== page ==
This 2-Year-Old Spacetech Startup Is Building Earth Imaging Satellite To Help Sectors Pixxel is aiming to launch two satellites by the end of this year and aims to put up a constellation of 36 more satellites in space by the end of 2023
You're reading Entrepreneur India, an international franchise of Entrepreneur Media.
Space is often described as the sea of mystery. So much is not known to us. However, humankind, the most curious living species known so far, with every tiny step strives to explore the unexplored. In the mission to explore what is beyond those blue skies and benefit from it, technology has to play a crucial role. Several companies have discovered different ways to help humanity leap ahead. One such Indian startup is Pixxel, a growing private earth imaging company that is in the process of building a constellation of nano-earth imaging satellites.
What does Pixxel Do?
Founded in 2019 by two BITS Pilani alumni, Awais Ahmed, co-founder and chief executive officer (CEO) and Kshitij Khandelwal, co-founder and chief technology officer, Pixxel is building the highest resolution hyperspectral satellite constellation.
As per Ahmed, the Bengaluru-based startup is working on two key components that are satellite imagery constellation to provide the correct kind of infrastructure in space, and developing software tools and infrastructure that allow people to seamlessly work with satellite data.
He claims that the startup is building the world's highest resolution hyperspectral satellite constellation that is expected to beam down up to 50 times more information than any of today's satellites up in orbit.
"Pixxel's hyperspectral imaging will be accurate, precise, and near real-time, allowing targeted monitoring, localized problem detection, and hyper-optimized solutions in any sector throughout the world," he added.
The company claims that its first hyper spectral satellite will be launched within the next few months.
The startups' satellite imagery can be used across multiple sectors. For instance in agriculture, satellite imagery can be utilized to monitor crop health, detect variations, and increase productivity. This can be accomplished by covering areas with up-to-date data daily throughout the year, forecasting pest infections, and identifying crop illnesses before they pose a severe threat.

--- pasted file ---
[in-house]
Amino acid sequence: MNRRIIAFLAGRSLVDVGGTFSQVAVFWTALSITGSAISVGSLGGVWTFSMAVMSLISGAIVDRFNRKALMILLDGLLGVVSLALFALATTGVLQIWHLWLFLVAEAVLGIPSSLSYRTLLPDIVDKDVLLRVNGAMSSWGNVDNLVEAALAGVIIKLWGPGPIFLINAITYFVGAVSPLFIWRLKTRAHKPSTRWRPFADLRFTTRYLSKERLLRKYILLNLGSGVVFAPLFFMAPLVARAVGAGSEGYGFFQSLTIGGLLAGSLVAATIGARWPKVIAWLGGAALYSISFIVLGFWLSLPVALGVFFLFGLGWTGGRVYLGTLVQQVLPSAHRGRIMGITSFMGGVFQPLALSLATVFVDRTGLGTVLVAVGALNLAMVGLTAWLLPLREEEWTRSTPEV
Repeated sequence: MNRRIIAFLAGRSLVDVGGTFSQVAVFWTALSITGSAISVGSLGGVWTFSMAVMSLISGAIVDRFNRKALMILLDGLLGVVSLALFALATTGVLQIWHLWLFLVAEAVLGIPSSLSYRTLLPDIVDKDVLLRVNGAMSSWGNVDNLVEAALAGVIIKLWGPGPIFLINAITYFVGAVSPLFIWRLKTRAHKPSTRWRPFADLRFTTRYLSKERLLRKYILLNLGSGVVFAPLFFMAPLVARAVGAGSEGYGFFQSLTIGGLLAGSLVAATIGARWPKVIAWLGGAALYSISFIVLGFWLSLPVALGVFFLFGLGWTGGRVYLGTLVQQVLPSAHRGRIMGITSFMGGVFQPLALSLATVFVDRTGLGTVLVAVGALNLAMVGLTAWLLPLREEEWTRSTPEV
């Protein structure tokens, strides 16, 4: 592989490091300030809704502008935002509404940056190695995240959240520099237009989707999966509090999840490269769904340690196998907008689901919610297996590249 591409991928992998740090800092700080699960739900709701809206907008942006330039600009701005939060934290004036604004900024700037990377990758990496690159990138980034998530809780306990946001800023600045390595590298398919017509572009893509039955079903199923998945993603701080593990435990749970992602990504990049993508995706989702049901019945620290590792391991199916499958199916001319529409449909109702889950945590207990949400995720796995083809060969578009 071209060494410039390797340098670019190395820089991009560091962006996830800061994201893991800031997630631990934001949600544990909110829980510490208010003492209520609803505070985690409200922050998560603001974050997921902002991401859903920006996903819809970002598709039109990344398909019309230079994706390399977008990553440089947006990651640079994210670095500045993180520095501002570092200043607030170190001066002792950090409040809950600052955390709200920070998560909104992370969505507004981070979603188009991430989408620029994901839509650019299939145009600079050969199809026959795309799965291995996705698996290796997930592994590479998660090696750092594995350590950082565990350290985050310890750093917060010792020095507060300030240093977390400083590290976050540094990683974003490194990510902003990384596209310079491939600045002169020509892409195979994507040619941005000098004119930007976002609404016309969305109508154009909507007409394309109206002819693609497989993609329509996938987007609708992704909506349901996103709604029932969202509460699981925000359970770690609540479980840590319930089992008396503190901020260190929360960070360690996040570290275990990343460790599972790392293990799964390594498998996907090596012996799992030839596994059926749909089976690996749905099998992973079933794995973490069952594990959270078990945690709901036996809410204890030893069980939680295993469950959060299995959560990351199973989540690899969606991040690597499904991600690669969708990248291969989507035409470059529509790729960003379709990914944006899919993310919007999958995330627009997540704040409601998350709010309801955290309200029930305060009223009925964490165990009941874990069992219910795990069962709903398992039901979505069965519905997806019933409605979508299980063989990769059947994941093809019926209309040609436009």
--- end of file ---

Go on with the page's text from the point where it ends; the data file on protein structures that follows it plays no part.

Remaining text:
Pixxel's hyperspectral imaging can assist in mapping and monitoring forest cover, measuring and reversing deforestation, measuring climate risks such as flooding, famine, and wildfire, tracking natural capital utilization and impact on future economic and ecological sustainability, detecting hazardous material and taking timely measures to mitigate the danger, and detecting hazardous material and taking timely measures to mitigate the danger.
Ahmed believes that satellite imagery can enhance relief efforts, detect chemical seepages across land classes, monitor inland waterway health, and track rail-road conditions at regional and national levels.
To date, Pixxel has deployed solutions for the urban monitoring, agriculture and environment sectors.
When asked about space exploration, Ahmed explained, "The future of human life in space requires a lot of resources - and Pixxel plans to use our satellite technology to map out the remotest corners of the solar system so we can explore these resources in space."
"In the long run, these satellites will act as a catalyst to open-up rapid inexpensive access to the entire solar system – By deploying swarms of Pixxel's satellites, exploring the moon, Mars and any other planetary body for potential landing sites becomes easier, identifying water and other precious resources on the Moon, Mars and asteroids becomes cheaper and exploring any planetary body in the solar system become much more accessible than it is today," he further continued.
Pandemic & Future Plans
While pandemic has impeded the testing and development of Pixxel's satellites as the same requires presence at the site, the team found backups for their supply chain and manufacturing across the world to continue their work. The Indian startup ecosystem is gradually seeing a growing interest in space tech. India's national space agency ISRO has also shown its inclination towards growing spacetech startups and has signed a partnership with two tech startups - Agnikul Cosmos and Pixxel.
The startup at present is working to create and launch a constellation of the world's most advanced earth imaging satellites that can beam down data at a degree of detail never before attempted. Pixxel is aiming to launch two satellites by the end of this year and aims to put up a constellation of 36 more satellites in space by the end of 2023.
The startup has to date raised $8 million worth of funding from Techstars, Omnivore, and other VC firms and is utilizing them to expedite the process of R&D for their future missions.